Industry

TAS tech talk - Insights into the 2018 eruption of Kilauea Volcano from ambient seismic noise and the application of seismic noise for imaging and monitoring in mines.

Thursday, February 27, 2020
1730
1900

On Thursday 27 February, Dr Gerrit Olivier will present Insights into the 2018 eruption of Kilauea Volcano from ambient seismic noise and the application of seismic noise for imaging and monitoring in mines.  This is a joint meeting with the Tasmanian branch of the GSA.  As ever, it will be preceded by drinks and nibbles at 5:30 pm in the Earth Science tea room (upstairs from the main entrance), with the main event following at 6 pm in the lecture theatre (back downstairs).  Gerrit’s abstract is also attached.

Gerrit obtained his PhD in Geophysics from the University Grenoble Alpes in France after completing an MSc and BSc in Theoretical Physics at the University of Stellenbosch in South Africa. He is currently a Director and heads up the Applied Geophysics group at the Institute of Mine Seismology – the world’s leading provider of seismic monitoring technologies for mines. He also serves as a Senior Adjunct Researcher at the University of Tasmania and and an Associate Researcher at University Grenoble Alpes in France. He has received awards from the American Geophysical Union and the Institution of Civil Engineers for his research in applying seismic noise interferometry to monitor and image underground mines and tailings dams.

Abstract:

Insights in to the 2018 eruption of Kilauea Volcano from ambient seismic noise and the
application of seismic noise for imaging and monitoring in mines

Ambient seismic noise interferometry is a method that enables seismologists to extract useful
information from faint background seismic noise. The method can be used to image the
subsurface with high resolution and/or monitor time-lapse changes in seismic velocity with
high accuracy in nearly any environment, without the need for active sources or earthquakes.
In this presentation, I will show how applying seismic noise interferometry has helped us
gain valuable insights in to 2018 eruption of Kilauea volcano. The 2018 Kilauea eruption was
a complex event that included deformation and eruption at the summit and along the East Rift
Zone. The eruption lasted three months and emitted around 800 million cubic meters of lava,
destroying more than 700 homes in the process. We used ambient seismic noise
interferometry to measure time-lapse changes in seismic velocity of the volcanic edifice prior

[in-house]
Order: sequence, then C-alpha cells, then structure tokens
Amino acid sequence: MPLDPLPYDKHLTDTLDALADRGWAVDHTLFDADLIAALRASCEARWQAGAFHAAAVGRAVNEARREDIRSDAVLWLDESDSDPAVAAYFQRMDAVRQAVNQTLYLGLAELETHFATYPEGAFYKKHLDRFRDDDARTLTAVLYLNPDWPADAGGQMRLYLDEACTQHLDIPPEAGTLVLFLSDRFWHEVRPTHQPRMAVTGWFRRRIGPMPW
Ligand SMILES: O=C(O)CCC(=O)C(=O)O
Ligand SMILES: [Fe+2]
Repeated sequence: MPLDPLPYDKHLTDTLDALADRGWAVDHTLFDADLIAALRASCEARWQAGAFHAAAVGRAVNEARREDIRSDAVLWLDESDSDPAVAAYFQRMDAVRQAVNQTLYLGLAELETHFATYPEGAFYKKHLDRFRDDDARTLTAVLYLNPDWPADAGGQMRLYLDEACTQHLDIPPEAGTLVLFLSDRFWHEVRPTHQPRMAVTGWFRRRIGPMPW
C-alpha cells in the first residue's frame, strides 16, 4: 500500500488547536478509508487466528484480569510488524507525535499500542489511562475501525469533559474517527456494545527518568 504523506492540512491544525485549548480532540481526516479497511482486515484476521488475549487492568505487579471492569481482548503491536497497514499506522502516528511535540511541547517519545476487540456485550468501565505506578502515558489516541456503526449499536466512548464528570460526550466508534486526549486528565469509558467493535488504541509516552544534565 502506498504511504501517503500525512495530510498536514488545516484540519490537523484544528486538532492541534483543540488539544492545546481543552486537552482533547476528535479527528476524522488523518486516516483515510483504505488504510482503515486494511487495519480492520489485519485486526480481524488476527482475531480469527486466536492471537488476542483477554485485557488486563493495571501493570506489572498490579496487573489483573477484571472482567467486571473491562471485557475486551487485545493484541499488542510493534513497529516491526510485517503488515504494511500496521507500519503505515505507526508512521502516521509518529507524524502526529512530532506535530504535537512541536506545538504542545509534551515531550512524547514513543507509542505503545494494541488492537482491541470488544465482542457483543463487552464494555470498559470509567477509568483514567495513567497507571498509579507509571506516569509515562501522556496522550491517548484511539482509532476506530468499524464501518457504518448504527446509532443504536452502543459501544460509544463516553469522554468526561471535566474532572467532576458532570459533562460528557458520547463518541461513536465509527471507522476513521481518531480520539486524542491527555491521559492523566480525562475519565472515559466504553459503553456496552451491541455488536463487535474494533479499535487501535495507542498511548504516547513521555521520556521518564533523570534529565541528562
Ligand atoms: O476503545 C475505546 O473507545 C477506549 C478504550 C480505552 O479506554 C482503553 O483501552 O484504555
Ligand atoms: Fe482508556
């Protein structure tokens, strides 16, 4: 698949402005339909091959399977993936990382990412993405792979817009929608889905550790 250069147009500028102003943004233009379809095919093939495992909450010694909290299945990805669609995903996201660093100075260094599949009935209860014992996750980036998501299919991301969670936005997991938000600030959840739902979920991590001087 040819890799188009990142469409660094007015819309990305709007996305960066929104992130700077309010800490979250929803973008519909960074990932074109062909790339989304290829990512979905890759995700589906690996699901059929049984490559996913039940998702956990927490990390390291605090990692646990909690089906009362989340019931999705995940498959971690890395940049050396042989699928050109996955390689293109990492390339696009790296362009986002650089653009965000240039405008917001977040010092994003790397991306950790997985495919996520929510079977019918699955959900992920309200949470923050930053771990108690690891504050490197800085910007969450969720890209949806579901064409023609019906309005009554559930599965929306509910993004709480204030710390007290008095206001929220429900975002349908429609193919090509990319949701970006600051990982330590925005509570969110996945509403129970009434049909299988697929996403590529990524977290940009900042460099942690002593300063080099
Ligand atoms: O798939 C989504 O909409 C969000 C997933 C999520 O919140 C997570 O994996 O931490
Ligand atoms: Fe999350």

to the eruption. Our results show that 10 days before the eruption, there is a clear change in
the response of the seismic velocities to applied pressure. We also applied ambient seismic
noise tomography to image the state of the volcano after the eruption. The results of this
study will have implications for forecasting volcanic eruptions and our understanding of the
behaviour of volcanoes leading up to major eruptions. Finally, I show how the methods we
applied to Kilauea volcano are currently being used by the Institute of Mine Seismology to
monitor underground mines and tailings dams, while also being used as a cost effective and
environmentally friendly method for mineral exploration.

TAS tech talk - How the Canadian Metal Earth project strives to improve our knowledge of mineralization: an overview of multidisciplinary geophysical methods.

Tuesday, February 25, 2020
1300
1500

Just before he leaves us for the second time, Dr Esmaeil Eshaghi will tell us of How the Canadian Metal Earth project strives to improve our knowledge of mineralization: an overview of multidisciplinary geophysical methods.  Esi’s insider perspective of this huge effort getting underway to improve Canadian discovery rates will be at 1300 on Tuesday 25 February in the CODES conference room (UTas Sandy Bay).  An abstract is attached.  Members are invited to join the speaker and president for lunch at the Uni Staff Club afterwards.  Please RSVP to me or Matt Cracknell (tassecretary@aseg.org.au) if you’d like to come.

As many of you will well remember, Esi was in the airborne geophysics group at the Geological Survey of Iran before completing his PhD in regional potential field modelling at UTas a few years ago and proceeding to a postdoc stint at Laurentian University in Sudbury.  Currently he is with Thomson Aviation as a geophysicist.

Abstract:

How the Canadian Metal Earth project strives to improve our knowledge of mineralization:
an overview of multidisciplinary geophysical methods

Since 2005, there was a marked increase of costs to explore new economical mineral occurrences,
while the success of discovery of new deposits has diminished. Metal Earth, led by the Mineral
Exploration Research Centre at the Harquail School of Earth Sciences, Laurentian University,
Canada, is a seven-year $104 million applied research project with the main goal of improving the
understanding of mineral endowment in Precambrian greenstone belts. An essential part of this
project is to use geological observations and geophysical data to define crust to mantle scale
differences between transects that cross metal endowed and lesser endowed Archean greenstone
belts to define key mechanisms responsible for the genesis of base and precious metal deposits.
For this purpose, high resolution datasets are acquired and combined with existing data to create a
multidisciplinary database containing different geological and geophysical information (e.g.
geological observations, targeted mapping, seismic, gravity, magnetic survey, electromagnetic,
and petrophysics).
In this talk, I preview multidisciplinary geophysical data acquisition, processing and initial models
across different transects, both minerally enriched and less endowed, and provide an overview of
findings so far. It includes a brief discussion of seismic, magnetotelluric and potential field data
(i.e. gravity and magnetic) data and models along some transects as well as petrophysical
characterisations within Abitibi Greenstone Belt. The initial models indicate some distinct